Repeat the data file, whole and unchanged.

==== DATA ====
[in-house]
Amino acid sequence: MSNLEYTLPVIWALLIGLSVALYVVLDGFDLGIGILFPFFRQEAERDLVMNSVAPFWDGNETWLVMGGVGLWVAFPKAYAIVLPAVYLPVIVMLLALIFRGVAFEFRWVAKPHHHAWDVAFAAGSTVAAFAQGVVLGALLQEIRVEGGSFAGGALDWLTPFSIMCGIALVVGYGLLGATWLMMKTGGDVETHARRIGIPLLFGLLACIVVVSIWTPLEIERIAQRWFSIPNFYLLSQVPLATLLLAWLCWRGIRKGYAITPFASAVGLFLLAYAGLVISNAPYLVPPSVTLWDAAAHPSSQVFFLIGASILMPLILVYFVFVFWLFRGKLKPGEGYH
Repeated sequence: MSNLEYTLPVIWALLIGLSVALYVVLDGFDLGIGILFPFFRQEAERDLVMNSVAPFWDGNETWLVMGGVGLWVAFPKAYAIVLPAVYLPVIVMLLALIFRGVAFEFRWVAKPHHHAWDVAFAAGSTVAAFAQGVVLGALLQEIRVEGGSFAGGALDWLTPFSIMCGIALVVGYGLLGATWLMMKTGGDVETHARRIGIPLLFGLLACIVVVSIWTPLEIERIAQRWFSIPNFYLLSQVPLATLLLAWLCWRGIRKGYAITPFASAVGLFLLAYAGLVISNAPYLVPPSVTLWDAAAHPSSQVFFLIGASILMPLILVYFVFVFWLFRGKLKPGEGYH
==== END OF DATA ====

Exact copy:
[in-house]
Amino acid sequence: MSNLEYTLPVIWALLIGLSVALYVVLDGFDLGIGILFPFFRQEAERDLVMNSVAPFWDGNETWLVMGGVGLWVAFPKAYAIVLPAVYLPVIVMLLALIFRGVAFEFRWVAKPHHHAWDVAFAAGSTVAAFAQGVVLGALLQEIRVEGGSFAGGALDWLTPFSIMCGIALVVGYGLLGATWLMMKTGGDVETHARRIGIPLLFGLLACIVVVSIWTPLEIERIAQRWFSIPNFYLLSQVPLATLLLAWLCWRGIRKGYAITPFASAVGLFLLAYAGLVISNAPYLVPPSVTLWDAAAHPSSQVFFLIGASILMPLILVYFVFVFWLFRGKLKPGEGYH
Repeated sequence: MSNLEYTLPVIWALLIGLSVALYVVLDGFDLGIGILFPFFRQEAERDLVMNSVAPFWDGNETWLVMGGVGLWVAFPKAYAIVLPAVYLPVIVMLLALIFRGVAFEFRWVAKPHHHAWDVAFAAGSTVAAFAQGVVLGALLQEIRVEGGSFAGGALDWLTPFSIMCGIALVVGYGLLGATWLMMKTGGDVETHARRIGIPLLFGLLACIVVVSIWTPLEIERIAQRWFSIPNFYLLSQVPLATLLLAWLCWRGIRKGYAITPFASAVGLFLLAYAGLVISNAPYLVPPSVTLWDAAAHPSSQVFFLIGASILMPLILVYFVFVFWLFRGKLKPGEGYH